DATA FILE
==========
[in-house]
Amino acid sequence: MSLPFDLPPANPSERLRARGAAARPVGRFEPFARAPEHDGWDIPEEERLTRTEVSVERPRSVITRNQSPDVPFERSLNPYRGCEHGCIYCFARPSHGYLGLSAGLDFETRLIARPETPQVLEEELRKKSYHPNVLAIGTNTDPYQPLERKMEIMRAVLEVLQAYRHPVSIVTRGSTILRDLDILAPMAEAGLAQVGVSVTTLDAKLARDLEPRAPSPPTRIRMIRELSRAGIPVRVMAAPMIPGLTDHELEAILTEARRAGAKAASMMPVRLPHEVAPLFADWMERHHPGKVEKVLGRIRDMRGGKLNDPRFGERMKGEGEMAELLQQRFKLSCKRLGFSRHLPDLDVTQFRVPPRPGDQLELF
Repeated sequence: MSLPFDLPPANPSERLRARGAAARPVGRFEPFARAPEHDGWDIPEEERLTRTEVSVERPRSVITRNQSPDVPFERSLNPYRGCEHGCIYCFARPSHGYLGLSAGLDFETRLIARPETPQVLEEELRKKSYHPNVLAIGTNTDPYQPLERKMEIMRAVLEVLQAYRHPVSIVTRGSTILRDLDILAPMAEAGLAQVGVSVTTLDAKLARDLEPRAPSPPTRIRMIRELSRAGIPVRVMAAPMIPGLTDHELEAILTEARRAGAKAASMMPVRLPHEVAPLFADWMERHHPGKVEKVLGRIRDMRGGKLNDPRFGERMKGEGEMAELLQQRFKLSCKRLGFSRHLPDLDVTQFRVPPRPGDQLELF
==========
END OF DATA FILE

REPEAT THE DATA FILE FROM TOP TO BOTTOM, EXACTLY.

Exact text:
[in-house]
Amino acid sequence: MSLPFDLPPANPSERLRARGAAARPVGRFEPFARAPEHDGWDIPEEERLTRTEVSVERPRSVITRNQSPDVPFERSLNPYRGCEHGCIYCFARPSHGYLGLSAGLDFETRLIARPETPQVLEEELRKKSYHPNVLAIGTNTDPYQPLERKMEIMRAVLEVLQAYRHPVSIVTRGSTILRDLDILAPMAEAGLAQVGVSVTTLDAKLARDLEPRAPSPPTRIRMIRELSRAGIPVRVMAAPMIPGLTDHELEAILTEARRAGAKAASMMPVRLPHEVAPLFADWMERHHPGKVEKVLGRIRDMRGGKLNDPRFGERMKGEGEMAELLQQRFKLSCKRLGFSRHLPDLDVTQFRVPPRPGDQLELF
Repeated sequence: MSLPFDLPPANPSERLRARGAAARPVGRFEPFARAPEHDGWDIPEEERLTRTEVSVERPRSVITRNQSPDVPFERSLNPYRGCEHGCIYCFARPSHGYLGLSAGLDFETRLIARPETPQVLEEELRKKSYHPNVLAIGTNTDPYQPLERKMEIMRAVLEVLQAYRHPVSIVTRGSTILRDLDILAPMAEAGLAQVGVSVTTLDAKLARDLEPRAPSPPTRIRMIRELSRAGIPVRVMAAPMIPGLTDHELEAILTEARRAGAKAASMMPVRLPHEVAPLFADWMERHHPGKVEKVLGRIRDMRGGKLNDPRFGERMKGEGEMAELLQQRFKLSCKRLGFSRHLPDLDVTQFRVPPRPGDQLELF